Put morning-after pill on general sale to give UK women full control, experts say | Contraception and family planning

Women should be given full control of their contraceptive needs by being allowed to buy the morning-after pill in supermarkets and petrol stations in the UK, a coalition of healthcare bodies has said.

The Faculty of Sexual and Reproductive Healthcare (FSRH) said it was high time the barriers to emergency contraception were removed by reclassifying the morning-after pill under the general sales list, meaning it could be bought in shops.

Emergency contraception is currently only available after a compulsory consultation with a pharmacist.

The FSRH’s position has been supported by organisations such as the British Pregnancy Advisory Service (BPAS) and the Faculty of Pharmaceutical Medicine.

Dr Janet Barter, the FSRH president, said: “Access to contraception is such a basic human right and it is high time we begin to remove the barriers people face accessing oral emergency contraception. We want to make oral emergency contraception free and easily accessible to everyone who needs it, at a time and place that suits them, be that in a supermarket or their local sexual health clinic.”

In 2019 a report by the Royal College of Obstetricians and Gynaecologists recommended that the morning-after pill should be sold off the shelf alongside pregnancy tests and condoms.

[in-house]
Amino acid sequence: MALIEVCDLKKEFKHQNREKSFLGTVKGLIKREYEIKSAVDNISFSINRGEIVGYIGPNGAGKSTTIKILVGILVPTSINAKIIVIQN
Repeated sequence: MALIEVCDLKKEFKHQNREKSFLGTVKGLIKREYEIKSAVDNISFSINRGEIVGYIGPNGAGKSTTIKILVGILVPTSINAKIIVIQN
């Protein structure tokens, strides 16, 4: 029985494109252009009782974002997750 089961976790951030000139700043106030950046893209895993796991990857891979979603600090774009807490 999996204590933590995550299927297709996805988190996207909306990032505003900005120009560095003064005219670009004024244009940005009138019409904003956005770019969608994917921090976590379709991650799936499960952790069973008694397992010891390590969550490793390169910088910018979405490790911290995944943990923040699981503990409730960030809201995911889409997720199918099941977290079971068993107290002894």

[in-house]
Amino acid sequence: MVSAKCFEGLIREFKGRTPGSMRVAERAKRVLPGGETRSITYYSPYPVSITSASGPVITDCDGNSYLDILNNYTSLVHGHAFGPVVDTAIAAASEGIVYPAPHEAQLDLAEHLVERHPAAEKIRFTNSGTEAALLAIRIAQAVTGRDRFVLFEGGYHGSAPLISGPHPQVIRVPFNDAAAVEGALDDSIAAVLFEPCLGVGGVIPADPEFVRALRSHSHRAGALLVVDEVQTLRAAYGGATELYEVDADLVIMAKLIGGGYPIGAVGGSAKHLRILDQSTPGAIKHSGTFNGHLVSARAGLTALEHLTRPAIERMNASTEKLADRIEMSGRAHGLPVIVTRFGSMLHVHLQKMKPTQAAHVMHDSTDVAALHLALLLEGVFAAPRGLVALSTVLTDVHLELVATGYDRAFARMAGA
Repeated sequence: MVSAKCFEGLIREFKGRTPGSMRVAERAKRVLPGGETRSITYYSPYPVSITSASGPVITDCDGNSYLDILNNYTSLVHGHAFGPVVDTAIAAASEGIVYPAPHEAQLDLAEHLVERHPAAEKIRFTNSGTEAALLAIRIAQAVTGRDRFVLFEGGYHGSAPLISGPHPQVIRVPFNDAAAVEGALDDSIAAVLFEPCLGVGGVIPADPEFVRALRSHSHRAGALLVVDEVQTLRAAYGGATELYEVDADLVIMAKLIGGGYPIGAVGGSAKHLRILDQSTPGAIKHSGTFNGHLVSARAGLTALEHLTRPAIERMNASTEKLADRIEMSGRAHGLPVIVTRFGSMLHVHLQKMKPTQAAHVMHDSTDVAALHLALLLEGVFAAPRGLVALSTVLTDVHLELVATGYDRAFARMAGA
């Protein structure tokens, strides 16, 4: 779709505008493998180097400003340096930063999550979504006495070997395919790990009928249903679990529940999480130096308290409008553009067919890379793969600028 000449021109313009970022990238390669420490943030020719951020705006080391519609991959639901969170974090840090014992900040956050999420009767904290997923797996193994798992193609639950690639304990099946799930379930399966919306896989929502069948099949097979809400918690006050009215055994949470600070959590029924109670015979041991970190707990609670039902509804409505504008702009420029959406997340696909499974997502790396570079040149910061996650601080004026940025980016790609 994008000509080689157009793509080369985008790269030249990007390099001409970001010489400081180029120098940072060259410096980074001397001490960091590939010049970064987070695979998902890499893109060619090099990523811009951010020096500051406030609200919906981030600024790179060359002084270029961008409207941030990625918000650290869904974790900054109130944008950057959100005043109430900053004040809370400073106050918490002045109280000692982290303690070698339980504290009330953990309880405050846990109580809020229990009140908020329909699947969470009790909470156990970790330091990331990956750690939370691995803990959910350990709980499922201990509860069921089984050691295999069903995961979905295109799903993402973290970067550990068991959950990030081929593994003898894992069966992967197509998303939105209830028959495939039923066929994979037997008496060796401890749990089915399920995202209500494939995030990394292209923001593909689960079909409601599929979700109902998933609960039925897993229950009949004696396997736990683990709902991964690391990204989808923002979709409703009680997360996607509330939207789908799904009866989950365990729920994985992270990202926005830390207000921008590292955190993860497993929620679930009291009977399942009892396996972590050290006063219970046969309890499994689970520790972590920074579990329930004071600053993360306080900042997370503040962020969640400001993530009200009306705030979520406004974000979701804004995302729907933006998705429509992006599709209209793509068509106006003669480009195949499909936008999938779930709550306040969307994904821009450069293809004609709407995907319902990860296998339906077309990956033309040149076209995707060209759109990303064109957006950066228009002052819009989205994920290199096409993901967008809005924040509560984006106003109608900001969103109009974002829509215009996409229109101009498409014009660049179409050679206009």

The FRSH said it “supports universal provision across the UK of free, accessible oral emergency contraception without fear of harassment or stigma”.

Barter said: “It is so important that people can take full control of their own contraceptive needs. We believe that the reclassification of oral emergency contraception from a pharmacy medicine to general sales list would be an enormous step forward, giving people autonomy and empowering them to make the right decision for themselves.

“The next important step in the process to improve access to oral emergency contraception would be to make it free for everyone.”

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Georgina O’Reilly, the associate director of communications and campaigns at BPAS, said: “This is not just a safe medication, and considerably safer than many other products on the shelf, it protects women against pregnancy, a condition which can seriously affect women’s physical and mental health – as well as her personal safety.

“Of course it’s not the same as taking a paracetamol, because the consequences if it’s not taken are so much more significant that an ongoing headache. We owe it to women to do everything in our power to get this pill into their hands as swiftly as possible.”

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